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Perdido Key Fire Station 19 grand opening
PERDIDO KEY -- Escambia County broke the seal on a brand new fire station and community center on Perdido Key today.
It's a project that cost the county, and the tax payers, more than 5.7 million dollars.
Even in tough economic times like this, Escambia County is able to put together multi-million dollar projects tanks to pennies.
You've probably got a bunch of them on your dresser at home.
The county collects millions of these every year in local option sales tax.
That penny of sales tax on every dollar spent in Escambia County adds up to things like this.
Some have called in the "Garage-Mahal". Some fought against their new neighbor. But today was about celebrating a successfully completed project, and a shiny new asset for district two.
"It's beautiful. I really like it. I'm glad we have this fire station here. Being a resident of the island, it's good to have something close," says Julia Stone, who lives on Perdido Key.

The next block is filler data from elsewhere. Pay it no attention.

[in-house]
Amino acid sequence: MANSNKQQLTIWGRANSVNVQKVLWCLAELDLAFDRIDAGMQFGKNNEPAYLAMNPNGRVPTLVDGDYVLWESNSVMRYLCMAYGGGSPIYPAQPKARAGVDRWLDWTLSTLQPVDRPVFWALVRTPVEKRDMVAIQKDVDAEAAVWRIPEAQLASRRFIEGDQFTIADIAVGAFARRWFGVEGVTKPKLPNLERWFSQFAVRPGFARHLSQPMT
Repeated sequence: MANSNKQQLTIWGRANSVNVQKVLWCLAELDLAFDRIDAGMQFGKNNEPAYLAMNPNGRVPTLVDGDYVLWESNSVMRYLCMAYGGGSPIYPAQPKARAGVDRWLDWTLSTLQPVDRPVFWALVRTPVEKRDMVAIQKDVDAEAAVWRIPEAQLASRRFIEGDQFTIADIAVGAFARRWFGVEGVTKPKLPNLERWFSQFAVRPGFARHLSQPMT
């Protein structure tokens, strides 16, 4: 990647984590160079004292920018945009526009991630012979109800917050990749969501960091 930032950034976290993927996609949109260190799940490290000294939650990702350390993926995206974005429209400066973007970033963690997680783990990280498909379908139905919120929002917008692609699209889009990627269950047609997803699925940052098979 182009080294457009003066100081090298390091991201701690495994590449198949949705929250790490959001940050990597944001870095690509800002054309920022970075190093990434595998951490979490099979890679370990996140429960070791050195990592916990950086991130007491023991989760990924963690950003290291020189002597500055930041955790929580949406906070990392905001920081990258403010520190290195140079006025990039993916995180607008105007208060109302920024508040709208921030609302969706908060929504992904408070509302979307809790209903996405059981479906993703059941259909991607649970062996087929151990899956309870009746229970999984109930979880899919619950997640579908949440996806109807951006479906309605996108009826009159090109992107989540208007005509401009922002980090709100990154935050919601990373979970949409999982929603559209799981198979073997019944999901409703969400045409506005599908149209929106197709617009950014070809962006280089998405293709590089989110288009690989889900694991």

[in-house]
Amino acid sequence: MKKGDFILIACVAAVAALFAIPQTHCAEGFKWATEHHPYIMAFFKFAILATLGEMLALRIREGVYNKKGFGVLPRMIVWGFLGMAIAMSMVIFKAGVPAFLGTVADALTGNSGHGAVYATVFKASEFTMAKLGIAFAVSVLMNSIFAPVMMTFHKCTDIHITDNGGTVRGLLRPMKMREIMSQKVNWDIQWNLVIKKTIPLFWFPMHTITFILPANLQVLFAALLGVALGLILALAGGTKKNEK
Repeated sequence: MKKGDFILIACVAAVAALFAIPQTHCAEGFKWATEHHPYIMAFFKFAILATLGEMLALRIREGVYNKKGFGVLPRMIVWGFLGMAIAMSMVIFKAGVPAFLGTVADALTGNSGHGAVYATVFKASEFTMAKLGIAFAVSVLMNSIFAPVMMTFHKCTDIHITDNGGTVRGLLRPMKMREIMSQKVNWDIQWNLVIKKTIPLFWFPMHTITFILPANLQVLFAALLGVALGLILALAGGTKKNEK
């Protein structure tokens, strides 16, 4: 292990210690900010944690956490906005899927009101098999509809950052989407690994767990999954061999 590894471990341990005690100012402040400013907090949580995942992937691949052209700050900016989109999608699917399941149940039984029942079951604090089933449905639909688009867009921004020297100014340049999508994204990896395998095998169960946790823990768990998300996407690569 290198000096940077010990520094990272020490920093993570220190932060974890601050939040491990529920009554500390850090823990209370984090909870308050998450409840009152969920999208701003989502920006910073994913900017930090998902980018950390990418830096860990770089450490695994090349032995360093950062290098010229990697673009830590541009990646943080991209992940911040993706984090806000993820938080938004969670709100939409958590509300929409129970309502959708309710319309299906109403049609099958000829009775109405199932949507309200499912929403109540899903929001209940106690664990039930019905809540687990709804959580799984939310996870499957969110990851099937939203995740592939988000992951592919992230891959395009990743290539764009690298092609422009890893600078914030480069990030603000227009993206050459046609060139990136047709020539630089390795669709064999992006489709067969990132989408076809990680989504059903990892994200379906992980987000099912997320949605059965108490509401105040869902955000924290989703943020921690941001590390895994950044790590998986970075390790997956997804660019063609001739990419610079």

"You know for the overall good of the community it's an facility and an excellent location. It will help save a lot of lives," says Perdido Key resident Randy Cudd.
The facility also includes a visitors center, where staff can welcome people to the key.
You'll also find space for meetings and events.
Commissioner Gene Valentino sees the building as a way to promote Perdido, and to help grow the tax base.
And this, along with other projects like it, are happening without raising property taxes for Escambia County residents.
"It's just been a long time coming. There's many people that have been involved in this process, and I'm just so grateful that the county was able to complete the project," says Debbie Waters, who also lives in Perdido Key.
"To see something so beautiful out of our tax payer money. We're lucky to have it," says Stone.
"You couldn't fund infrastructure without it. And it's hard to sell something the the citizens that they don't completely understand. But they did a good job in doing that, and now it's pretty easy to understand why it's necessary when you see a facility like this," says Cudd.